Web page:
May 23, 2024
Uncle Mikes at a pub

WATERVILLE, MAINE — Newly discovered data has surprised nearly every resident of the northeastern-most state; a new study funded by the good taxpayers of Maine has unearthed a startling fact: a whopping 60% of Mainers have an Uncle Mike. This groundbreaking research, conducted by the sociologists at Colby College in Waterville, has left many in the state both bewildered and genuinely intrigued.

The study, which cost Maine taxpayers a sum in the tens of millions — that many argue could have been allocated to state-wide infrastructure or improving marine-life habitats, involved extensive interviews, family tree analyses, and social media data mining. “It was imperative to get to the bottom of this,” stated lead researcher Dr. Sarah O’Connor, “After all, the people of Maine paid for it, quite literally.”

As Mainers digest this use of their hard-earned tax dollars, the findings continue to ripple across the state. From Portland to Presque Isle, citizens are coming to terms with the ubiquity of Uncle Mikes. “I always thought it was just my family,” mused David Allen of Bangor. “But to think that my tax dollars helped confirm this… well, it’s unexpected, that’s for sure.”

The study also revealed that the typical ‘Uncle Mike’ in Maine enjoys camping, has a penchant for sweatshirts, and tells the same three stories at every family gathering. “This is crucial sociological data,” insisted Dr. O’Connor. “Sure, we could have used the taxpayer funds to study climate change impacts on Maine’s fisheries, but wouldn’t you rather know about Uncle Mike?”

At Colby College, students have mixed feelings about the institution’s latest claim to fame. “I used to brag about our environmental science program,” shared a sophomore, who wished to remain anonymous. “Now, I’m just the guy from the Uncle Mike college.”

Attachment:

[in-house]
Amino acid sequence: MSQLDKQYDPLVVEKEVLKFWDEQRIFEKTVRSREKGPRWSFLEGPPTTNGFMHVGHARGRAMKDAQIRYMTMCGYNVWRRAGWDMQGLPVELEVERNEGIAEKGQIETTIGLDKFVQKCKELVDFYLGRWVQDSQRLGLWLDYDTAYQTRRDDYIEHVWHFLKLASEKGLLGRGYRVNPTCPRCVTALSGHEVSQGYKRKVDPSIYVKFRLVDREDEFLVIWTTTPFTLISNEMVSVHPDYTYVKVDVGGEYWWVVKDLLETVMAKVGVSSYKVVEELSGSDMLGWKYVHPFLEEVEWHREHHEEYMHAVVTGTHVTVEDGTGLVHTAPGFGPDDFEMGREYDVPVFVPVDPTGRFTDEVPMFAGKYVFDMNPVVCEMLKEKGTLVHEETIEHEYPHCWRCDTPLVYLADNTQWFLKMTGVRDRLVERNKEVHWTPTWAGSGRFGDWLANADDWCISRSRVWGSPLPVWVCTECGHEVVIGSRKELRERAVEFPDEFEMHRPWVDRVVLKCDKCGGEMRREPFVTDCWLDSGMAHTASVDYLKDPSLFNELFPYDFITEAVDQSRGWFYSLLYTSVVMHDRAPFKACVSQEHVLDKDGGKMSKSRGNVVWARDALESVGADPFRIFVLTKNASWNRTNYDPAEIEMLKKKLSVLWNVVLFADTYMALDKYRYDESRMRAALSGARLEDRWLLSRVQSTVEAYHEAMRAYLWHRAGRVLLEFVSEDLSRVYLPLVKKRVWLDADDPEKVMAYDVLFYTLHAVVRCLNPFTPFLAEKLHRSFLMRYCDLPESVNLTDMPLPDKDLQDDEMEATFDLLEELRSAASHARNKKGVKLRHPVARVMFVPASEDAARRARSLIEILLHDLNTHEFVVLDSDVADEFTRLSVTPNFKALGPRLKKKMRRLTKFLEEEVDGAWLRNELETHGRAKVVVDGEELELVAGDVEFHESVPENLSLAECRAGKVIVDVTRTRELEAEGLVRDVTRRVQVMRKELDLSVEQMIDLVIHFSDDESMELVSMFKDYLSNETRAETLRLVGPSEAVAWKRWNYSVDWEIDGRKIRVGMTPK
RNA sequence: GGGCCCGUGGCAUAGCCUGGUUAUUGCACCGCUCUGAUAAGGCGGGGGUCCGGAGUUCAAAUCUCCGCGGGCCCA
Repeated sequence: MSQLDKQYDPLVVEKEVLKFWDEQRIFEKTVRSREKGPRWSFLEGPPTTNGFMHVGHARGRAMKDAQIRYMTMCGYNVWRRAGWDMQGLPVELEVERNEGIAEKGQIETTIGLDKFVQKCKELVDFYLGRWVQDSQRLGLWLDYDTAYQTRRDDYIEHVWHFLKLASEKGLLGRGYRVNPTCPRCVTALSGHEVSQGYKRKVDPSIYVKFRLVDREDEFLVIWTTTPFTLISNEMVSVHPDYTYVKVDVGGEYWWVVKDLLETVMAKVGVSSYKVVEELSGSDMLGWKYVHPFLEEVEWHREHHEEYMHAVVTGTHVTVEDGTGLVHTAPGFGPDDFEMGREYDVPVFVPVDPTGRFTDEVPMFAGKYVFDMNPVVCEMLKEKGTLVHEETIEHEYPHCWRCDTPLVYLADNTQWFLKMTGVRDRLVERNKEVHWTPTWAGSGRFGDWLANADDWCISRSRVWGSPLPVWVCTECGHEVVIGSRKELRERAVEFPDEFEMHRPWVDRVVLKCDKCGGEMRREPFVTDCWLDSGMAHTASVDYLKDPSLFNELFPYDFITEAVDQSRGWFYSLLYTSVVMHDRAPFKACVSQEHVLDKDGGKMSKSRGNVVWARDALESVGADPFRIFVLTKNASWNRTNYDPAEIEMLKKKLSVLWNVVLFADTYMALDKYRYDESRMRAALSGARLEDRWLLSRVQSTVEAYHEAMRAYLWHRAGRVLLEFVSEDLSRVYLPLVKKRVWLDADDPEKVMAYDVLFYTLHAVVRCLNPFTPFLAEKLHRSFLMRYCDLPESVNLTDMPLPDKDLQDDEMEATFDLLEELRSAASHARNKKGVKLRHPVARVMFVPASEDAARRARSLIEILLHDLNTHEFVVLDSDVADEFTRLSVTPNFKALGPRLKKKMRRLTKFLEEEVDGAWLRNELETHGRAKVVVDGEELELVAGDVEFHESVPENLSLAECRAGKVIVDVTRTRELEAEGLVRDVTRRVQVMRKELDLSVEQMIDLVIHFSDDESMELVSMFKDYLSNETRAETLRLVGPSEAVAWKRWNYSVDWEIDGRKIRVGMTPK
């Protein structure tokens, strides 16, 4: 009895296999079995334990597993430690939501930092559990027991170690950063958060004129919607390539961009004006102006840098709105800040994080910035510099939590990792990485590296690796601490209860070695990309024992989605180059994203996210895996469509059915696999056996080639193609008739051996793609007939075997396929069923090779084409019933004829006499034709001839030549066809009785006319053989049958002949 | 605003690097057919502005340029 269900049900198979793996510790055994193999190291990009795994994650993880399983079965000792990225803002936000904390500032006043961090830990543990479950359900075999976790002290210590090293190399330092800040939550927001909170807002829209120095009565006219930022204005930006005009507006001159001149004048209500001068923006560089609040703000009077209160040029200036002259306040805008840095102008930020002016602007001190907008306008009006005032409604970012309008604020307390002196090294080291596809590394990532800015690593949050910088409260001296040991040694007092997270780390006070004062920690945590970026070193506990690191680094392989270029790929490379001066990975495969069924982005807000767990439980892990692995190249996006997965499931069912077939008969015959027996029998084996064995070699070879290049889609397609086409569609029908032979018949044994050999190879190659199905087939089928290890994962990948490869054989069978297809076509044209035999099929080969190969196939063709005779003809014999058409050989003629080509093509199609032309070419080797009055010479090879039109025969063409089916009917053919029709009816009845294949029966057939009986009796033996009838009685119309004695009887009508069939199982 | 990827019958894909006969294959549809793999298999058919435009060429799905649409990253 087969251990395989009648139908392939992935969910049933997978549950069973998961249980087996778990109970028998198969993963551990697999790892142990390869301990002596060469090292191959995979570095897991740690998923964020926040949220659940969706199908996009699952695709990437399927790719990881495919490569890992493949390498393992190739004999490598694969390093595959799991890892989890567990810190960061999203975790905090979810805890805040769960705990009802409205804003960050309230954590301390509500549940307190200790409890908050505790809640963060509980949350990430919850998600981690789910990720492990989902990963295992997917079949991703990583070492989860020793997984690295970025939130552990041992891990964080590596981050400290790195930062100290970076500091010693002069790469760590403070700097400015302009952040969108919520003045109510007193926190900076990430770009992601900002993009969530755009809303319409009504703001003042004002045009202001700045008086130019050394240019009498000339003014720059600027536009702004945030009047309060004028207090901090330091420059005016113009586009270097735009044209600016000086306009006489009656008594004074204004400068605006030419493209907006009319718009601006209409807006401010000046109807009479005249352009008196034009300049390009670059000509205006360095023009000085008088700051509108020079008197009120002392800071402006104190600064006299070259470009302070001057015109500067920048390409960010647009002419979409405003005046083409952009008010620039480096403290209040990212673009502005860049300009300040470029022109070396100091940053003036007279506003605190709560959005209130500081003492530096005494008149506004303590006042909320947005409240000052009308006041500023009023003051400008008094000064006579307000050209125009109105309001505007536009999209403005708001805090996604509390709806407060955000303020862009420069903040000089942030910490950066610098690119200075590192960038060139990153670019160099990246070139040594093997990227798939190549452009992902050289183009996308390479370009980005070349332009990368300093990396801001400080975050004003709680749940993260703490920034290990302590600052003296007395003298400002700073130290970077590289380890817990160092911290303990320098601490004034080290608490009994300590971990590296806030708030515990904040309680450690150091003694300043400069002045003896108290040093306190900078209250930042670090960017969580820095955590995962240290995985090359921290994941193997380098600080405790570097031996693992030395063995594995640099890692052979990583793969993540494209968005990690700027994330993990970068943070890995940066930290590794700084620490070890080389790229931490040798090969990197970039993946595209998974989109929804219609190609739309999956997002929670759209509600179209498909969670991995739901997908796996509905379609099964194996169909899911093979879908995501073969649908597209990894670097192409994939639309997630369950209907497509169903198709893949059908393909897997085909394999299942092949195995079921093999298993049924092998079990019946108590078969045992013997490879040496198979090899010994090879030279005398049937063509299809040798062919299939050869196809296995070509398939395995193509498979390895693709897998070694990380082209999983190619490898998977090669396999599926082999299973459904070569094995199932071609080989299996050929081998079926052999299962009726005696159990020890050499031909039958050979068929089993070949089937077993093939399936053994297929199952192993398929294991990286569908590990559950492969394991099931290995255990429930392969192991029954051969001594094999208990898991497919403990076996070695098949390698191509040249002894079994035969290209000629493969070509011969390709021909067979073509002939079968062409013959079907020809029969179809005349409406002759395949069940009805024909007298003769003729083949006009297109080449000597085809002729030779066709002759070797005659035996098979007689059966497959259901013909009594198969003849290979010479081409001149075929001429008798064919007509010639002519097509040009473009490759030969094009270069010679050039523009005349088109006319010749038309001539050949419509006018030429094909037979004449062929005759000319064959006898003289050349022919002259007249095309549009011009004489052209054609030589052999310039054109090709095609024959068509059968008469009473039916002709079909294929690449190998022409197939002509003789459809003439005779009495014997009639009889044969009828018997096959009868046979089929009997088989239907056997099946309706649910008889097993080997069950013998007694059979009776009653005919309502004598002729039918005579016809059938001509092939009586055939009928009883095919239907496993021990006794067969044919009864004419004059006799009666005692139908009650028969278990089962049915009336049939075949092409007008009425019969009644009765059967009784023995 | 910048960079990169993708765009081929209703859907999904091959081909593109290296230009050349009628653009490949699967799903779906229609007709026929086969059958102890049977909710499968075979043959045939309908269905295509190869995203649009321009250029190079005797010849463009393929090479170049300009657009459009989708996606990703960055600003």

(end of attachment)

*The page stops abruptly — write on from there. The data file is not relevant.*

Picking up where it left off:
The report has sparked a statewide conversation about the allocation of taxpayer funds for academic research. “Next, they’ll be telling us how many Mainers have a cousin named Heather,” joked a Waterville barista.

As for practical applications of the research, Dr. O’Connor suggests the findings could revolutionize Maine’s family reunion planning industry. “Think about it, knowing the probability of having an Uncle Mike in attendance? That’s invaluable information.”

As the news spreads, Mainers are left with more questions than answers. How many taxpayer-funded studies are out there? What other familial revelations await discovery? And, perhaps most pressing, do most of us really have an Uncle Mike?

In the meantime, Uncle Mikes across Northern New England are reportedly basking in their newfound fame, with many planning to celebrate with a cool bottle of Labatt Blue pilsner – another fine choice of your Uncle Mike and mine.